Catch-22 is set during WWII, between 1942 and 1944. The main character is a bombadier; Heller was also a bombadier during that very period, so apparently he took the whole “write what you know” thing pretty literally. The story follows the life of Captain Yossarian and others in his squadron. They’re all just trying to fulfill or circumvent the requirements of their deployment so they can get the fuck out of Dodge.

I would think that the main reason to pick this one up today is to figure out for yourself the origins of the cultural shorthand “a catch-22”. Luckily, I’m here to save you all the trouble! It’s essentially a plot device: a Catch-22 initially refers to the paradoxical requirement that men who are mentally unfit to fly planes in the war effort did not have to do so, but to claim that you were mentally unfit and did not want to fly made you demonstrably sane (ergo, fit to fly). So, you can’t win either way, it’s a catch-22. Geddit? In the story, Yossarian has a few stabs at getting the squadron’s doctor to declare him mentally unfit (so that he could go home without having to fly any more missions), but he’s stymied at every turn by Catch-22. This “catch” is invoked a lot as the book goes on, with broader and broader applications, until it becomes an explanation for virtually all unreasonable restrictions encountered by the cast of characters.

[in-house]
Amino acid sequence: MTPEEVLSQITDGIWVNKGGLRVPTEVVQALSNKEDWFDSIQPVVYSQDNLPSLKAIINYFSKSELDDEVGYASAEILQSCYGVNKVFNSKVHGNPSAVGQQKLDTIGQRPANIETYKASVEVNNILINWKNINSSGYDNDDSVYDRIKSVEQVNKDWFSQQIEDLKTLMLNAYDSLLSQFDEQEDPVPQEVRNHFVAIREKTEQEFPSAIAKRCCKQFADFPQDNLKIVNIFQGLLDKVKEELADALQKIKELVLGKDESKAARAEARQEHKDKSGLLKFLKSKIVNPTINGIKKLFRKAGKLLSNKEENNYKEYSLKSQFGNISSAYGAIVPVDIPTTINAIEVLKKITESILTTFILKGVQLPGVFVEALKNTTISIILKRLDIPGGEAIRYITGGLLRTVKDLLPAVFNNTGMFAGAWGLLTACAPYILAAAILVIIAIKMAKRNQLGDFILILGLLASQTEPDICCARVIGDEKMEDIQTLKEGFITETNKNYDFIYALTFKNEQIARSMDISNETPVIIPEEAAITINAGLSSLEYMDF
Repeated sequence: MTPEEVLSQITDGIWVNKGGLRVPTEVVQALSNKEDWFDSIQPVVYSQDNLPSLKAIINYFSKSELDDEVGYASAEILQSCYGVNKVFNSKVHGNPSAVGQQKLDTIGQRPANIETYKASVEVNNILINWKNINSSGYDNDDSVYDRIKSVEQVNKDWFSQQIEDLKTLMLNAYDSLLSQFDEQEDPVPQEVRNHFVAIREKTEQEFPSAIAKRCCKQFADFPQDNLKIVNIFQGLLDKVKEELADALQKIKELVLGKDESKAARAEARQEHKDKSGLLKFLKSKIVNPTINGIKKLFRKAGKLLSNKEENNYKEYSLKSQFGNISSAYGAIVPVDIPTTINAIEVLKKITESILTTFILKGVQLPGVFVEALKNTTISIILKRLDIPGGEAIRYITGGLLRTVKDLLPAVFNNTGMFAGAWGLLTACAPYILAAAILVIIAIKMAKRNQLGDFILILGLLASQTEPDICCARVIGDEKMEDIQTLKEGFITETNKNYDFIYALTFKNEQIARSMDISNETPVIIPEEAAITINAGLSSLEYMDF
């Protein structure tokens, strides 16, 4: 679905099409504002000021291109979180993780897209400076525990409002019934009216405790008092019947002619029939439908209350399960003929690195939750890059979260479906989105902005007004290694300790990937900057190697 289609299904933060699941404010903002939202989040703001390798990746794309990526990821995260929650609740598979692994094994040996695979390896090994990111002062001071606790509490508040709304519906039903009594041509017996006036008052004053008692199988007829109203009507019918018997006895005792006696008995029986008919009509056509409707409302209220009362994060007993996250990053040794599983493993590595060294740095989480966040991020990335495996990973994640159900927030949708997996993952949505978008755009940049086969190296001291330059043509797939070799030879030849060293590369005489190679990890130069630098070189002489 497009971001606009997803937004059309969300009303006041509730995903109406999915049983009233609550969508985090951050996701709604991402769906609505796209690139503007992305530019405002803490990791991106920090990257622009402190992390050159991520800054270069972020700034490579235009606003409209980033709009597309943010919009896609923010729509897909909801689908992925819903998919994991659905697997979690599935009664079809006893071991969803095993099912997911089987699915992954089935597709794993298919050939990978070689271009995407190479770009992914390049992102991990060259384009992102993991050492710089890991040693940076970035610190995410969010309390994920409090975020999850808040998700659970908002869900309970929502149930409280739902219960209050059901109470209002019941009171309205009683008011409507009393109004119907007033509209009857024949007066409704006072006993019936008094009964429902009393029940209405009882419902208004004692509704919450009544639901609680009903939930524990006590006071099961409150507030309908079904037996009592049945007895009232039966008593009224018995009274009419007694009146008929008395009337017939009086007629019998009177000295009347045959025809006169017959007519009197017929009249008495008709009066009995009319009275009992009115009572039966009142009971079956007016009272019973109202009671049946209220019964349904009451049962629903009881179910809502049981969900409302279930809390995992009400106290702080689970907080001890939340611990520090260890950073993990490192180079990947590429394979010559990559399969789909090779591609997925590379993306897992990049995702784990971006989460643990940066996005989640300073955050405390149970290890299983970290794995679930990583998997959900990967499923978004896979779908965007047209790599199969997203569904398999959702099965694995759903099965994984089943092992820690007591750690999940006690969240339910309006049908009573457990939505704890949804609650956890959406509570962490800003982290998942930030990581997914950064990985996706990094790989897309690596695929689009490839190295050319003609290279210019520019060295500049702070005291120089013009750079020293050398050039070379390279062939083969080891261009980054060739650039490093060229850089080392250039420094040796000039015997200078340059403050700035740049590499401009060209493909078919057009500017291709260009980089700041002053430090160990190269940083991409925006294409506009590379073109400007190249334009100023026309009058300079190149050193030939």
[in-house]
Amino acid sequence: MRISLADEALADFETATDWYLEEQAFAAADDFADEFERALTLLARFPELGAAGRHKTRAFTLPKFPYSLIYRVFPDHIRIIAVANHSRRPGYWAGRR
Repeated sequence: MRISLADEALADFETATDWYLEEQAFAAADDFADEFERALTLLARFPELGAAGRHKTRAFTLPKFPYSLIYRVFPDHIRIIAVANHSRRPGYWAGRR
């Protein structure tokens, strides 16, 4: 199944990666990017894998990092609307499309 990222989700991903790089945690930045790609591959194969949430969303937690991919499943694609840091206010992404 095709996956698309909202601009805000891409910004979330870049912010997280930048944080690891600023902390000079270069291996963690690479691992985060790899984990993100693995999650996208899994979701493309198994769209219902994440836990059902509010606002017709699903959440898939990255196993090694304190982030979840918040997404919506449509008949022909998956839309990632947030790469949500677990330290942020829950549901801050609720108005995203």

The ultimate catch, as Yossarian figures out towards the end, is that Catch-22 doesn’t actually exist, except that everyone simply believes that it does – as such, it can never be repealed, undone, overthrown, or denounced. It’s pretty clever, if you ask me. A “catch-22” is now, of course, understood to mean any type of double-bind or absurd no-win situation, but I’d imagine that only a really small percentage of those who use the phrase have actually read the book. (It’s Strange Case of Dr Jekyll and Mr Hyde all over again!)

Catch-22 reads like a satirical memoir in that it’s a series of anecdotes cobbled together to showcase the ridiculousness of war and bureaucracy. In a lot of respects, though, it’s all over the shop; as the introduction puts it, the novel has a “distinctive non-chronological third-person omniscient narration”. Basically, the reader has to figure out for themselves what’s going on and where things are at, because it jumps around like a coked-up rabbit.